Tuesday, November 08, 2005

Hi-tech medicine and the Amish

Or, when technology met some seriously orthodox, tech-averse people living in the midst of some 250 tech-lovers -- the Amish. In health sciences, "genetic medicine" is about as hi-tech as it gets.

Most Indians -- why, even most Americans! -- would have encountered the Amish only through movies (and, to a lesser extent, documentaries). One of the movies I recall is this wonderful murder mystery called "Witness" with Harrison Ford, Kelly McGillis and Lukas Haas. I believe the movie's depiction of the Amish and their lifestyle is quite authentic. But, I must confess that I am not sure.

This wonderful (but long) article in the New York Times by Lisa Belkin explains the Amish angle to modern (read technology-driven) medicine. The connection is because the Amish are ideal for studies in this new, new thing in medicine.

At first, the juxtaposition seems a paradox - this simple culture being treated at Morton's high-tech clinic, which sits literally in the middle of an alfalfa field in Strasburg, Pa. But look more closely, and it makes perfect sense. These groups, known collectively as the Plain People, have long been entwined with genetic research in the United States. Because members keep to themselves and marry within their communities, they rarely get to shuffle their genetic decks, and they are afflicted with a wide variety of rare diseases in far greater frequency than the population as a whole. For more than 30 years, genetic researchers have flocked here to study them, identifying the mutations that cause dozens of disorders by using samples of Amish and Mennonite blood. (McKusick's groundbreaking book, "Medical Genetic Studies of the Amish," was published back in 1978.) Most researchers, though, swoop in from their universities, collect their samples, then return to their labs. Morton is the first who has stayed, not just researching but also treating - taking tomorrow's health care to a world that lives in yesterday.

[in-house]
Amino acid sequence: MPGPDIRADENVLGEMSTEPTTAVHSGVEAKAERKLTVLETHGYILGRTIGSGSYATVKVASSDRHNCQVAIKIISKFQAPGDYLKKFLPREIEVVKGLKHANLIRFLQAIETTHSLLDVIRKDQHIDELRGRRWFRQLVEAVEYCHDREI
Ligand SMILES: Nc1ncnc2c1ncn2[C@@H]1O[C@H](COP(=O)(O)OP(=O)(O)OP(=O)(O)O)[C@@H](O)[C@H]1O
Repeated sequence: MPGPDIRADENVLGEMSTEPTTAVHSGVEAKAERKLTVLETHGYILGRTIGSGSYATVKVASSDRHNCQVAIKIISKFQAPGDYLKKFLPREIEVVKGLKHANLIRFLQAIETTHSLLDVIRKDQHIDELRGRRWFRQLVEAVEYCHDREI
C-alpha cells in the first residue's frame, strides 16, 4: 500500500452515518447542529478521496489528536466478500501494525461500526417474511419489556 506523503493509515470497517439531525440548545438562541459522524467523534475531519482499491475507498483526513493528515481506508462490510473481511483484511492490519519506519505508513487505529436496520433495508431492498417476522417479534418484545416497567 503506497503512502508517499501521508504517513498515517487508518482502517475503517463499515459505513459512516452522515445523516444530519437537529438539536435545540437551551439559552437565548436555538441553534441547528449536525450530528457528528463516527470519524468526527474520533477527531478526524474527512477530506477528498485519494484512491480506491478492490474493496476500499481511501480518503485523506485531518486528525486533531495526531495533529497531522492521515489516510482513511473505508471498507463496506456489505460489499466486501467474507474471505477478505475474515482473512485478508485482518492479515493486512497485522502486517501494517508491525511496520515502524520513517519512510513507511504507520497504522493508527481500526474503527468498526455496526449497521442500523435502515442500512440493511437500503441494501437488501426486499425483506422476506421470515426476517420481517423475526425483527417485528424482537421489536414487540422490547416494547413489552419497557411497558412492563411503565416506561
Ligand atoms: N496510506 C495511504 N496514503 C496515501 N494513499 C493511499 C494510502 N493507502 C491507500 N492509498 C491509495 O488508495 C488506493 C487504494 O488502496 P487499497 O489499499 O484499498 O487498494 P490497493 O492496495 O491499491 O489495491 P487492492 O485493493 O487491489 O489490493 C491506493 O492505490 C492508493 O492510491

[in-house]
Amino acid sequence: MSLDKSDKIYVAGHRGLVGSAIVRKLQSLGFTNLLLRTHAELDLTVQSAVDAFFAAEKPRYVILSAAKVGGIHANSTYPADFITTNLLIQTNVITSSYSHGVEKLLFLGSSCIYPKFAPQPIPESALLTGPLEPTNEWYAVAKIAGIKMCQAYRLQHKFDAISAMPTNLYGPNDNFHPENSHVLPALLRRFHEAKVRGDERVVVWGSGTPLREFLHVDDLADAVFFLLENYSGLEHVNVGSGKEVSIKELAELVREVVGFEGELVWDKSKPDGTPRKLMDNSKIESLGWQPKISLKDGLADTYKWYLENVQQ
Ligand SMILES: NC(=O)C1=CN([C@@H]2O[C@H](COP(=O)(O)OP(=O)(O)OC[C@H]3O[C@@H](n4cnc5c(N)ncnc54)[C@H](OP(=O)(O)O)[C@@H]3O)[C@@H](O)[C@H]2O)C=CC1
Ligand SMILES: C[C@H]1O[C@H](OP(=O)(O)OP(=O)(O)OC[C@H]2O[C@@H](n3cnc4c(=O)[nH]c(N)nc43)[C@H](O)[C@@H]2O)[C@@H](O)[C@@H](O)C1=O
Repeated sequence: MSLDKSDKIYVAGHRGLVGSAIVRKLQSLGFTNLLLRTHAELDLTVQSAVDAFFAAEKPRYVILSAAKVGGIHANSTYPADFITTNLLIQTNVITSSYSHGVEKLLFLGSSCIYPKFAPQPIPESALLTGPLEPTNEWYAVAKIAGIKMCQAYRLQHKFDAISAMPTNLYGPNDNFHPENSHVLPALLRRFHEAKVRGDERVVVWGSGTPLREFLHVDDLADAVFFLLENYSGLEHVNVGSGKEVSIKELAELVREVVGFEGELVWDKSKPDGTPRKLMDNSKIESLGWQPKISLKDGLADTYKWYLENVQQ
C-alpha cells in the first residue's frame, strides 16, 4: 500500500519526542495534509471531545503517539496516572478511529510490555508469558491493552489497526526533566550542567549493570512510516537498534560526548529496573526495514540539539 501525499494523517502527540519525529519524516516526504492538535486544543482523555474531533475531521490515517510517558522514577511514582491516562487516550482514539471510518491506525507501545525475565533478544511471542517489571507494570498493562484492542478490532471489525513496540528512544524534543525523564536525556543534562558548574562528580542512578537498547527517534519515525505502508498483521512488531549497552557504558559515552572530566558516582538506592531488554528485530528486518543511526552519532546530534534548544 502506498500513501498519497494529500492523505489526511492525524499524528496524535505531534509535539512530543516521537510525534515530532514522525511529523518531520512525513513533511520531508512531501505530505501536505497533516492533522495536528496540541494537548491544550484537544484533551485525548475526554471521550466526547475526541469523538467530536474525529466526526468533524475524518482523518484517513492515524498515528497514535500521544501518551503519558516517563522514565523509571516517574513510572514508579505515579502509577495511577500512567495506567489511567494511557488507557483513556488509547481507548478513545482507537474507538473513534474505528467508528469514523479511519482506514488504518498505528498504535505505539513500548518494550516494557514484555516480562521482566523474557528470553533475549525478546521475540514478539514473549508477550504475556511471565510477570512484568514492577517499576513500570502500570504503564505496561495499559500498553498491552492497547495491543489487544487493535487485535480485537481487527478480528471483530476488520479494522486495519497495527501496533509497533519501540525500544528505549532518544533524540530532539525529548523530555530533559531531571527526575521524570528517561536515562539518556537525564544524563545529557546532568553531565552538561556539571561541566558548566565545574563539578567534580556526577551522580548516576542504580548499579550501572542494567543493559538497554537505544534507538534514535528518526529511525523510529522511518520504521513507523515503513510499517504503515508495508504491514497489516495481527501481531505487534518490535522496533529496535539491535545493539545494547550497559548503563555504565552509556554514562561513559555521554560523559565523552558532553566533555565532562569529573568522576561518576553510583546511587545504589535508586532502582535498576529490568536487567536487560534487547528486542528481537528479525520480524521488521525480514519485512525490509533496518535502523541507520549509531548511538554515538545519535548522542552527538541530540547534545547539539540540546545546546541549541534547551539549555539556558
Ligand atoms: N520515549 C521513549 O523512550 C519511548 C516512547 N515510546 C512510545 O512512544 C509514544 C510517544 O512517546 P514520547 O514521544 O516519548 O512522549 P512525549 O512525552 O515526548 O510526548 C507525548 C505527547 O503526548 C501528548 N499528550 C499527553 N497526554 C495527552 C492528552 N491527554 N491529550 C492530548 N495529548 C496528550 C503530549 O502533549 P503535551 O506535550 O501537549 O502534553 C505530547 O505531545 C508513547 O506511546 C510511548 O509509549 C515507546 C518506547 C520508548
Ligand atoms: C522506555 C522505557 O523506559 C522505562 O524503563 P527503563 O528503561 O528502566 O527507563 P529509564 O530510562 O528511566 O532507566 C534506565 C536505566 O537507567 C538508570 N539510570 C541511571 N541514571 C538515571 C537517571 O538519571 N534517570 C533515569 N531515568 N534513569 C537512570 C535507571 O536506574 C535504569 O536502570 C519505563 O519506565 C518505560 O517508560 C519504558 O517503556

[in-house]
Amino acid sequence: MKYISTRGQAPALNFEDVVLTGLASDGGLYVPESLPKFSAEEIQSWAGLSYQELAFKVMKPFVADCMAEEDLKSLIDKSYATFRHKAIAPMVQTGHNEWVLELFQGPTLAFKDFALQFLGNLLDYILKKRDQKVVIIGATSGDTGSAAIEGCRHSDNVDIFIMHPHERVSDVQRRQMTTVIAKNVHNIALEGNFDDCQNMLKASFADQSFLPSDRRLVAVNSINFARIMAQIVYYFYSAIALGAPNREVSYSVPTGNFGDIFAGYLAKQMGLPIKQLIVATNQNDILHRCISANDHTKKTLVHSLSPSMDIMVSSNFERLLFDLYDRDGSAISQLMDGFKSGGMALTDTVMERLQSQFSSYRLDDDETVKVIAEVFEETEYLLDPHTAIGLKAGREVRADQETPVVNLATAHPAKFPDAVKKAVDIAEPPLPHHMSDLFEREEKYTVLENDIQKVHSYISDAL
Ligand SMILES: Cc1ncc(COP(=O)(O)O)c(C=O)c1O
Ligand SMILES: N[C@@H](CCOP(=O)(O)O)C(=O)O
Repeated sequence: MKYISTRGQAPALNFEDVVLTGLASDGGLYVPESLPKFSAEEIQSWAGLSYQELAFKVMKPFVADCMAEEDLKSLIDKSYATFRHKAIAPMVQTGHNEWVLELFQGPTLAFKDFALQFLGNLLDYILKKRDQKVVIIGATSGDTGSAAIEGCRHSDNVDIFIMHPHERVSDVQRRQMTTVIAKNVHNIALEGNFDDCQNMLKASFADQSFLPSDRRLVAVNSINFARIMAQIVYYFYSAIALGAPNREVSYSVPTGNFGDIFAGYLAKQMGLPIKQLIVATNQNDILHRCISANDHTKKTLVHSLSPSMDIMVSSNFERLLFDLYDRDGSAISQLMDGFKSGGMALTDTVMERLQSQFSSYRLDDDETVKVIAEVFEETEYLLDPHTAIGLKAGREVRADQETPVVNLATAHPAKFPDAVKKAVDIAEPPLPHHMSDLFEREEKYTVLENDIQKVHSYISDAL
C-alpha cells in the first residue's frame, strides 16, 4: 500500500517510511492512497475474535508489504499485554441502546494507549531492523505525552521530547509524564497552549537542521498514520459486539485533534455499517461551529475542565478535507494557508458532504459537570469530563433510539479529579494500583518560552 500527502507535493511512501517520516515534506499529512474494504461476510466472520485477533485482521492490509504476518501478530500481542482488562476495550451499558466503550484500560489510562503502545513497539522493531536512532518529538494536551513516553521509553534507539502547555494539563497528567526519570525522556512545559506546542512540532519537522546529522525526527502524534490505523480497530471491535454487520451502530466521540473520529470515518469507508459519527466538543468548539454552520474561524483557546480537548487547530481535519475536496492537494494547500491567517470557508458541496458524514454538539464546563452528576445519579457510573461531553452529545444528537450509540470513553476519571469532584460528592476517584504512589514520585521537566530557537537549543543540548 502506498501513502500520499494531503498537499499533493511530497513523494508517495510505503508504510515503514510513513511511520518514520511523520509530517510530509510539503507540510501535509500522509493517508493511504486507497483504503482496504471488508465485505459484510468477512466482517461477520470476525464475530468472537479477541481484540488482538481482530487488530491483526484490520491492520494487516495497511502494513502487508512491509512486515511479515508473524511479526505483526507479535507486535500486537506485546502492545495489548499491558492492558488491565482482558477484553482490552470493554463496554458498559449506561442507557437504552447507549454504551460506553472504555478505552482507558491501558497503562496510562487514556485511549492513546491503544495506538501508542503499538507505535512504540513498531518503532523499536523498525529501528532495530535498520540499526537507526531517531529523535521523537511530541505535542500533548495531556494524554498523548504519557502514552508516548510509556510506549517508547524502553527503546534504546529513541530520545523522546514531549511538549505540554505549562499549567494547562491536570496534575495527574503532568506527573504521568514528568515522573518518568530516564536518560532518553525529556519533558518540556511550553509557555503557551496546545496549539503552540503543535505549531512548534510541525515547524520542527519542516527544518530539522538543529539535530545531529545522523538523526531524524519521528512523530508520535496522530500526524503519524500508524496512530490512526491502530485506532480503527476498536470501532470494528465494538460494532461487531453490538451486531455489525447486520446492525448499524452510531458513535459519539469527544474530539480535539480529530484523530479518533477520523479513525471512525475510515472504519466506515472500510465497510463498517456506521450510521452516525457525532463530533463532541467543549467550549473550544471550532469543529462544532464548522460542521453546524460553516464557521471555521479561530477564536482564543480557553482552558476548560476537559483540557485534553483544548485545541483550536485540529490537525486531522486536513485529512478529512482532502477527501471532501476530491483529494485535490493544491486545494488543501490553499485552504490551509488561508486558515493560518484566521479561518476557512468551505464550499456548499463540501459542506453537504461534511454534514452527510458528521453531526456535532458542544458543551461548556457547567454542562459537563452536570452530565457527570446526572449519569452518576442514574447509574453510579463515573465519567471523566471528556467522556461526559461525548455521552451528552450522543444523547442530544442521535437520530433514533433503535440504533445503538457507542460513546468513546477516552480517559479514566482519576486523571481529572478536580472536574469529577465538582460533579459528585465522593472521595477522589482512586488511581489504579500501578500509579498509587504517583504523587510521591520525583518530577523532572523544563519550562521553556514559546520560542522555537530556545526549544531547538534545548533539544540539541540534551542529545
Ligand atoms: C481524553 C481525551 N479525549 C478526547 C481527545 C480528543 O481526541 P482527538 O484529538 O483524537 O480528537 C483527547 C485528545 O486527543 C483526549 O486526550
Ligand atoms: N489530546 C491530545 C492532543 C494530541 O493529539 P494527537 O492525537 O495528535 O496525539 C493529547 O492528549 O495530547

1. Anonymous said...

    Witness is OK, as far as it goes, for depictions of Amish life. More interesting, if you can get ahold of it on video or DVD, is the recent documentary Devil's Playground which looks at a handful of Amish teenagers during rumspringa, or "running wild", when they experience all the temptations of the modern world before deciding whether to become full members of the church.

    The director's commentary on the DVD has some interesting discussion about which aspects of the modern technological world the Amish have decided are OK, and which they've put off limits. As I recall, these decisions tend to be made community by community (since there's no Amish equivalent of a Pope). Genetic testing and potentially gene therapy probably fall in to the complicated considerations of these sorts.

  2. Abi said...

    Dr. Free-Ride, thanks for your comment. The information about the Amish is useful. Perhaps when films become available on the internet (for a small price) I will get a chance to watch it. Until then, for many of us here in India, I suppose Witness is going to be our main source.